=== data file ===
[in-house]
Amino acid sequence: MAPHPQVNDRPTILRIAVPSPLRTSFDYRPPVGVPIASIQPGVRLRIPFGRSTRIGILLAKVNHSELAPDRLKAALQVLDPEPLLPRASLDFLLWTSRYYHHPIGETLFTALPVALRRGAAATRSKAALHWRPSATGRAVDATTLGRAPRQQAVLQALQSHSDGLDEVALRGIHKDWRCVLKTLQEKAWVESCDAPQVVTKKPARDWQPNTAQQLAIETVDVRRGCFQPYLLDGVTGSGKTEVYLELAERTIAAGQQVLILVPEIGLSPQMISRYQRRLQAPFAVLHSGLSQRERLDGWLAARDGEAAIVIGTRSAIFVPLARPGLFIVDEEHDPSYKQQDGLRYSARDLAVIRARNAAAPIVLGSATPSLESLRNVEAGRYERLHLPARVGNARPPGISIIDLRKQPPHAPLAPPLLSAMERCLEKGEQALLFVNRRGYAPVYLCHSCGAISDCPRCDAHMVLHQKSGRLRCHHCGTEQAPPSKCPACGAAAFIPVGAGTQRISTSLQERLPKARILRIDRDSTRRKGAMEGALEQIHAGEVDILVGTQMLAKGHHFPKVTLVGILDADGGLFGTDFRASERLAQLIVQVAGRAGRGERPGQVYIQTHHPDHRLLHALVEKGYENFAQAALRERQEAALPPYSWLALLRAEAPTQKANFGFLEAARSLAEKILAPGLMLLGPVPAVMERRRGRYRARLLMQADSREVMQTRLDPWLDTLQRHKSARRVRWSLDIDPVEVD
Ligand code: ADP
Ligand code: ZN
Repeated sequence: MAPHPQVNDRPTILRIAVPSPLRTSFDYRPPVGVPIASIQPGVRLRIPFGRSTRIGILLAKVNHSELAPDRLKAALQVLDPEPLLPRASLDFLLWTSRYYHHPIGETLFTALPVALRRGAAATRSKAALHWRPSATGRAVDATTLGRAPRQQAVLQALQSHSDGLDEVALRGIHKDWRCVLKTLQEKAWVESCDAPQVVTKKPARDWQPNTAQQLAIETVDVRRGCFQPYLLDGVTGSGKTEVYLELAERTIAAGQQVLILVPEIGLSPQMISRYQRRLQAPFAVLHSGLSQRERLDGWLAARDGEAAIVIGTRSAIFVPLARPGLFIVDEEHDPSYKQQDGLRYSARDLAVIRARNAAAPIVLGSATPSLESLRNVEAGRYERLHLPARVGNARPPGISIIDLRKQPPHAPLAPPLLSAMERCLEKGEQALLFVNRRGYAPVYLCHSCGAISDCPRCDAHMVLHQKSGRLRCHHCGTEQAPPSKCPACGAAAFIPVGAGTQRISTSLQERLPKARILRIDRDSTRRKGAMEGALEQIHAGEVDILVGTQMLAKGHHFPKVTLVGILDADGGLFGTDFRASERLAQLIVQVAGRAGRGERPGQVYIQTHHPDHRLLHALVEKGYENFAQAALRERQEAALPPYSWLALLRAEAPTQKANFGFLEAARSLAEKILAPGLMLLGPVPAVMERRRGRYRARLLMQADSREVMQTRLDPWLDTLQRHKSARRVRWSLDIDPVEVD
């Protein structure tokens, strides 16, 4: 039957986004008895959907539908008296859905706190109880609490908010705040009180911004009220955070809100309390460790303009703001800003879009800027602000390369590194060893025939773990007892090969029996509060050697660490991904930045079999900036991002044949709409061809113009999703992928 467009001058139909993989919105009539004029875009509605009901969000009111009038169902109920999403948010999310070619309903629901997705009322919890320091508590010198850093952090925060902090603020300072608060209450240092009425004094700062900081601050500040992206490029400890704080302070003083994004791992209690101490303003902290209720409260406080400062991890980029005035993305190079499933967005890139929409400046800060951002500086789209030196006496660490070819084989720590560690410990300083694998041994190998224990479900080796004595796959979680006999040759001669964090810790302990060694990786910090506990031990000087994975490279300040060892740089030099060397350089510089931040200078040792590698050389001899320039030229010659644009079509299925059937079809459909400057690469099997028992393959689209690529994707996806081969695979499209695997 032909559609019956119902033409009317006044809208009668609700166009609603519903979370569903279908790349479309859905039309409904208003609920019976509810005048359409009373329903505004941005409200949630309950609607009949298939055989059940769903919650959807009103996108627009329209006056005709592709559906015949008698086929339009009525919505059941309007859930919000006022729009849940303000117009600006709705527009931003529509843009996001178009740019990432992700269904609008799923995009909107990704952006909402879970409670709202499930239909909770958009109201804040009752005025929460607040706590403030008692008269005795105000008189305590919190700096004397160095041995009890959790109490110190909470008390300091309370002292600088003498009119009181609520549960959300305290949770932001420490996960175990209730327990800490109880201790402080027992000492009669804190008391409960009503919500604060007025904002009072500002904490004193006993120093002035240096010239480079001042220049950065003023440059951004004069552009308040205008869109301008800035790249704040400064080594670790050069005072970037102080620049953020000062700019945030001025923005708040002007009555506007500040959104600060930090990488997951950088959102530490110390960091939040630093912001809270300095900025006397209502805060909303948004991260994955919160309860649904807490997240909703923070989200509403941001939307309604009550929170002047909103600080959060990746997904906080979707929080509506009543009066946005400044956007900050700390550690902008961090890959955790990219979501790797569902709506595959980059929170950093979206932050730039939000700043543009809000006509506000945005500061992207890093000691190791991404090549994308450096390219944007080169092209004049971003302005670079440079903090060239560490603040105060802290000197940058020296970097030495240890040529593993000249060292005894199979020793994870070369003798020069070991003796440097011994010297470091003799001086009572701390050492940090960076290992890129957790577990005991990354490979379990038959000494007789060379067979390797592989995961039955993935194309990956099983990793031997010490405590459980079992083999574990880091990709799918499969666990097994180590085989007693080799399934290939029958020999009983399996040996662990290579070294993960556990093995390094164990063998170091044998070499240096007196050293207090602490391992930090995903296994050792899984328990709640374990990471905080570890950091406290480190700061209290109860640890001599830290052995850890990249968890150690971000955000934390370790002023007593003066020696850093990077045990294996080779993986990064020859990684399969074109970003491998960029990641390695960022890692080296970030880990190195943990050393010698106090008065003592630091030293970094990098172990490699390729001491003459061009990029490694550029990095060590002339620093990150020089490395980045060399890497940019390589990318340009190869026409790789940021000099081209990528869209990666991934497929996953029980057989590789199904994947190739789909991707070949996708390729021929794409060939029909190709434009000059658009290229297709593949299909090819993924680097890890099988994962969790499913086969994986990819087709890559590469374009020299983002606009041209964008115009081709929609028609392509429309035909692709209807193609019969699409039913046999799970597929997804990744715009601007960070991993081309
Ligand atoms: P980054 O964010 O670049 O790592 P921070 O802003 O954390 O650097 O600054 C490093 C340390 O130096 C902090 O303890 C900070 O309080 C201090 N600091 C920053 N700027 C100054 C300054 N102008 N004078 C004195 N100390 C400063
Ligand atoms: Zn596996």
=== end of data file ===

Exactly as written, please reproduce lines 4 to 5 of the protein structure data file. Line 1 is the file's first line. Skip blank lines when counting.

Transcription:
Ligand code: ZN
Repeated sequence: MAPHPQVNDRPTILRIAVPSPLRTSFDYRPPVGVPIASIQPGVRLRIPFGRSTRIGILLAKVNHSELAPDRLKAALQVLDPEPLLPRASLDFLLWTSRYYHHPIGETLFTALPVALRRGAAATRSKAALHWRPSATGRAVDATTLGRAPRQQAVLQALQSHSDGLDEVALRGIHKDWRCVLKTLQEKAWVESCDAPQVVTKKPARDWQPNTAQQLAIETVDVRRGCFQPYLLDGVTGSGKTEVYLELAERTIAAGQQVLILVPEIGLSPQMISRYQRRLQAPFAVLHSGLSQRERLDGWLAARDGEAAIVIGTRSAIFVPLARPGLFIVDEEHDPSYKQQDGLRYSARDLAVIRARNAAAPIVLGSATPSLESLRNVEAGRYERLHLPARVGNARPPGISIIDLRKQPPHAPLAPPLLSAMERCLEKGEQALLFVNRRGYAPVYLCHSCGAISDCPRCDAHMVLHQKSGRLRCHHCGTEQAPPSKCPACGAAAFIPVGAGTQRISTSLQERLPKARILRIDRDSTRRKGAMEGALEQIHAGEVDILVGTQMLAKGHHFPKVTLVGILDADGGLFGTDFRASERLAQLIVQVAGRAGRGERPGQVYIQTHHPDHRLLHALVEKGYENFAQAALRERQEAALPPYSWLALLRAEAPTQKANFGFLEAARSLAEKILAPGLMLLGPVPAVMERRRGRYRARLLMQADSREVMQTRLDPWLDTLQRHKSARRVRWSLDIDPVEVD